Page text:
Procore Technologies Inc. — a Santa Barbara, California-based company that recently landed on Forbes’ 2016 billion-dollar startup list — is amplifying its Austin profile.
The cloud-based construction management software company recently moved into about 18,000 square feet on the 18th floor of Chase Tower at 221 W. Sixth St. after spending three years in co-working spaces, most recently at WeWork.
“Procore is becoming really valuable to large companies, but we can really provide a leg up for smaller contractors,” said Doug Madey, Procore’s director of communication.
Austin’s deep pool of tech talent prompted Procore to open an Austin operation in June 2013 with one person — Jeff Kemper — and now the local operation is up to 50 employees. The new space can accommodate 50 more, Madey said.
The rapidly growing company also recently secured $50 million in funding, lifting its total capital investment to about $179 million. San Francisco-based Iconiq Capital led the most recent fundraising effort. Procore expects to deploy its latest capital round to deliver more programs and expand internationally.
CEO Tooey Courtemanche founded the company in 2003 in Silicon Valley after learning the ins and outs of the software business.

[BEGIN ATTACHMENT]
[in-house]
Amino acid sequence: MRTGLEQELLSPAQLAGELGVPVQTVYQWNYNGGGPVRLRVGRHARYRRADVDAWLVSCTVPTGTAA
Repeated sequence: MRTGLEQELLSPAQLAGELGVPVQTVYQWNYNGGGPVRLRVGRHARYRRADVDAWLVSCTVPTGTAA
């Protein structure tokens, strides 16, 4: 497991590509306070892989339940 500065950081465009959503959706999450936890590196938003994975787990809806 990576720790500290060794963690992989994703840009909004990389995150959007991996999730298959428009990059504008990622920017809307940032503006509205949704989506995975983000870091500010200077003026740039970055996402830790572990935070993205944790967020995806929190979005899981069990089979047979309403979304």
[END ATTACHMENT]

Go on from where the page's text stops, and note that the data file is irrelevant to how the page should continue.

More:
His entry into the construction field began while building a new home for his family. He was stunned by the lack of coordination among the people he had hired. Just a decade ago, the construction business was decidedly low tech. Many companies simply didn’t know how to use technology effectively.
Courtemanche started with a web-based collaboration tool, and he acknowledged in comments on the company’s website that it was slow-go for years. Other software developers also tried to infiltrate the construction industry, but the 2008 economic upheaval put the nail in the coffin of many of those businesses.
Procore survived and thrived with patience and perseverance. The company touts itself on its site as “The #1 most widely used construction management software.”
Many of the giant construction companies still operate their own technology systems, but Madey said they are expensive to maintain.
Procore, he said, manages the entire process, ensuring that the smallest details are covered. Delivering the right materials at the exact time, for instance, can equate to thousands of dollars in cost efficiencies.
“Everybody is recognizing the benefit of cloud technology,” Madey said.
Cresa Partners represented Procore in its search for office space. Sixthriver Architects created the design, and The Burt Group handled construction.